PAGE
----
AMAZING GRAZING~~~~Beer Cheese Soup


A tuckedaway corner

I took my second cuppa out to this little corner of my back yard this morning, recipe folder in hand trying to think of something for dinner. This recipe for “BEER CHEESE SOUP—COBURG INN” fell out, making me wonder where I had originally found it at least 45 years ago. I made it often in the cold, rainy days in Seattle, Washington, along with good solid rustic bread and a crisp green salad, but it has remained hidden in the mess of clippings and scribbled notes till it hit the ground today.

Coming in to my computer, I Googled “Coburg Inn, and found that the recipe came from the Coburg Inn in Coburg, Oregon near Eugene, in 1877. But the really exciting thing for me is that a good friend of ours is from Coburg, Germany. I don’t think he knows about beer Cheese Soup, but I will make it for him. He is more of a sausage and kraut man, but I think he will like this one. It’s rather touching to see place names given to remind people of former homes. Of course we see that all over the States since everyone has come from somewhere else.

Coburg, Germany has an impressive history as the birthplace of Prince Albert of Saxe-Coburg and Gotha, who married Queen Victoria of England. (It is not known if they ever ate Beer Cheese soup.)

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Ehrenburg palace, Coburg

Our friend Bill and his twin brother were twelve years old when the war ended, and the Americans marched through town. They were enthralled with the chocolate bars and conviviality of the American soldiers, and at the age of twenty they sailed for the “New World” with twenty hard earned dollars between them. For many years they made an annual migration back to Germany for the Octoberfest celebration in Munich, and of course, a trip down memory lane to Coburg.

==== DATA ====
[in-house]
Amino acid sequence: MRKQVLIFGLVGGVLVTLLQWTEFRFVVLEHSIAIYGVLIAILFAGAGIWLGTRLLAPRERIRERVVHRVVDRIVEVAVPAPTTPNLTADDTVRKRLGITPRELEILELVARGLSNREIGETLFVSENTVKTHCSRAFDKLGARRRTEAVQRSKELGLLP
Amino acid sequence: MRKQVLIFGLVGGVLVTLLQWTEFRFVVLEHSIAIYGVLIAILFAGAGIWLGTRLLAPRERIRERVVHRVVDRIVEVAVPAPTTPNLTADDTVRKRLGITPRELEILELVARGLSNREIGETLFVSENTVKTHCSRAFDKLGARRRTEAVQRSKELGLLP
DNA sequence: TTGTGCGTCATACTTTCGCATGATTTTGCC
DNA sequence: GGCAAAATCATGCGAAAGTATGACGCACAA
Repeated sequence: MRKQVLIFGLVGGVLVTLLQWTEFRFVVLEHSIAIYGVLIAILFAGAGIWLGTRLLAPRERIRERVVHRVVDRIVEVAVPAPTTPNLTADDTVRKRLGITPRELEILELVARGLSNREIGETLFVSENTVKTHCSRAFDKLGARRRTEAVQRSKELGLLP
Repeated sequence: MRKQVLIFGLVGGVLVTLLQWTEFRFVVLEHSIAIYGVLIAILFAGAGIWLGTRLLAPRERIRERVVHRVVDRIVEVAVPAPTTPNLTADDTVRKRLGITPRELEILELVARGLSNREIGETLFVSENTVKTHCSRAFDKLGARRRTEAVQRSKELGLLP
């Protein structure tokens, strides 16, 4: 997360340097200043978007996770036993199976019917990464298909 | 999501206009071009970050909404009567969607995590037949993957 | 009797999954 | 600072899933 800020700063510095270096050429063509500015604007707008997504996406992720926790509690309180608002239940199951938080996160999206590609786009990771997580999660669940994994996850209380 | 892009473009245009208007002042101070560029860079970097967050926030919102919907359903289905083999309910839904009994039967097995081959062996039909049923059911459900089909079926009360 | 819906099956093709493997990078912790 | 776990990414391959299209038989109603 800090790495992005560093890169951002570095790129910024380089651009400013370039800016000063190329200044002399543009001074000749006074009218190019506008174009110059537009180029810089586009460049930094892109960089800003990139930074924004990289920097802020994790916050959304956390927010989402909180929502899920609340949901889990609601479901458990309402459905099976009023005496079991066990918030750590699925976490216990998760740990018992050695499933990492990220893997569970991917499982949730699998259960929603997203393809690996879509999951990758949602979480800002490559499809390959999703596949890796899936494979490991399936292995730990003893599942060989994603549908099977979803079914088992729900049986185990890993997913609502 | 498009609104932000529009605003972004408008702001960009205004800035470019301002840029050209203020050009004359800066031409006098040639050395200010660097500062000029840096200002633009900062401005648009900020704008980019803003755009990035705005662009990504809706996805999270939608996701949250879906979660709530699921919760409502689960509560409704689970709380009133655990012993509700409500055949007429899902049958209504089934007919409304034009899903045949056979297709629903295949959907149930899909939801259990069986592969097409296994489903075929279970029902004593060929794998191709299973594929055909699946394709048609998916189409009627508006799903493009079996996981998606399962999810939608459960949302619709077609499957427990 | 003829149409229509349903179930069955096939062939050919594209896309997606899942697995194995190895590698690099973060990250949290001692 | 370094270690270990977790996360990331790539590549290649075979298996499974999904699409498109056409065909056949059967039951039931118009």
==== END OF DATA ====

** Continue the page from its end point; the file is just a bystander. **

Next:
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Schloss rosenau, 1900 Coburg

BEER CHEESE SOUP, COBURG INN

3/4 cup butter
1/2 cup 1/8″ diced celery
1/2 cup 1/8″ ” onion (Trader Joe’s has cartons of Mirepois, which saves the chopping)
1/2 cup 1/8″ ” carrot
1/2 cup flour
2 1/2 pints chicken stock (5 cups)
2 Tbs. parmesan cheese
1/2 tsp. dry mustard
6 oz. grated cheddar cheese
12 oz bottle beer
salt and pepper to taste

Saute vegetables until done, but not browned. Blend in flour, dry mustard and chicken stock; cook 5 min. Blend in cheddar cheese and beer. Let simmer 10 mins. Season and serve.

This recipe for JALAPENO CORN BREAD fell would go well with the soup.

JALAPENO CORN BREAD

2 cups yellow corn meal
2 cups cream-style corn
2 cups grated cheddar cheese
2 cubes melted butter
1 cup buttermilk
1/4-1/2 cup drained, canned green chilies
4 eggs, lightly beaten
2 tsp baking soda

Mix it all together
Melt 1 Tbs butter in each of 2 cast-iron or some other heavy baking pans. Divide the batter between. Bake for about 45 min Serves 10

THE GENERAL AND THE MADAM


kearny